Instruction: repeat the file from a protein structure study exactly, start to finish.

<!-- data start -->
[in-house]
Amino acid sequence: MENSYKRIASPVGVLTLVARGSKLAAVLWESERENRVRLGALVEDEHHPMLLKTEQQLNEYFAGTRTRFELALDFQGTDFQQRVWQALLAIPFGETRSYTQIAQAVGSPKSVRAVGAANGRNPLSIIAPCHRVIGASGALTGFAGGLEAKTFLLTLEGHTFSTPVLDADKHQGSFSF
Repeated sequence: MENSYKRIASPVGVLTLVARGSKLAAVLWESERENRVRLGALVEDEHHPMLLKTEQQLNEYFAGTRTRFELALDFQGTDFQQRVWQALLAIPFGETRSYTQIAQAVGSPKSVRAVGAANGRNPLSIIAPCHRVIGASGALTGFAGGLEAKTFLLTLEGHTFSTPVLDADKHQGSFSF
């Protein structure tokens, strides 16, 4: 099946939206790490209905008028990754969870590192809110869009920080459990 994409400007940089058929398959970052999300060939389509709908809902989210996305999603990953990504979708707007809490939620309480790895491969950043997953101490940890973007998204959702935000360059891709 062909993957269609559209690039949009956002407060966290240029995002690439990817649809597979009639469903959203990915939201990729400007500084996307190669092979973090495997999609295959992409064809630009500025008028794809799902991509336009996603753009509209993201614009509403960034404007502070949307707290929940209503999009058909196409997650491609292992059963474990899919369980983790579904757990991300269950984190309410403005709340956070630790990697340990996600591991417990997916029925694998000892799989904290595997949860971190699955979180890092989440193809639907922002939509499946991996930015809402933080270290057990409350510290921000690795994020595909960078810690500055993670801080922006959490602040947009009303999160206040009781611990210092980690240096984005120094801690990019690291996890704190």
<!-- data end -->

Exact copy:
[in-house]
Amino acid sequence: MENSYKRIASPVGVLTLVARGSKLAAVLWESERENRVRLGALVEDEHHPMLLKTEQQLNEYFAGTRTRFELALDFQGTDFQQRVWQALLAIPFGETRSYTQIAQAVGSPKSVRAVGAANGRNPLSIIAPCHRVIGASGALTGFAGGLEAKTFLLTLEGHTFSTPVLDADKHQGSFSF
Repeated sequence: MENSYKRIASPVGVLTLVARGSKLAAVLWESERENRVRLGALVEDEHHPMLLKTEQQLNEYFAGTRTRFELALDFQGTDFQQRVWQALLAIPFGETRSYTQIAQAVGSPKSVRAVGAANGRNPLSIIAPCHRVIGASGALTGFAGGLEAKTFLLTLEGHTFSTPVLDADKHQGSFSF
């Protein structure tokens, strides 16, 4: 099946939206790490209905008028990754969870590192809110869009920080459990 994409400007940089058929398959970052999300060939389509709908809902989210996305999603990953990504979708707007809490939620309480790895491969950043997953101490940890973007998204959702935000360059891709 062909993957269609559209690039949009956002407060966290240029995002690439990817649809597979009639469903959203990915939201990729400007500084996307190669092979973090495997999609295959992409064809630009500025008028794809799902991509336009996603753009509209993201614009509403960034404007502070949307707290929940209503999009058909196409997650491609292992059963474990899919369980983790579904757990991300269950984190309410403005709340956070630790990697340990996600591991417990997916029925694998000892799989904290595997949860971190699955979180890092989440193809639907922002939509499946991996930015809402933080270290057990409350510290921000690795994020595909960078810690500055993670801080922006959490602040947009009303999160206040009781611990210092980690240096984005120094801690990019690291996890704190």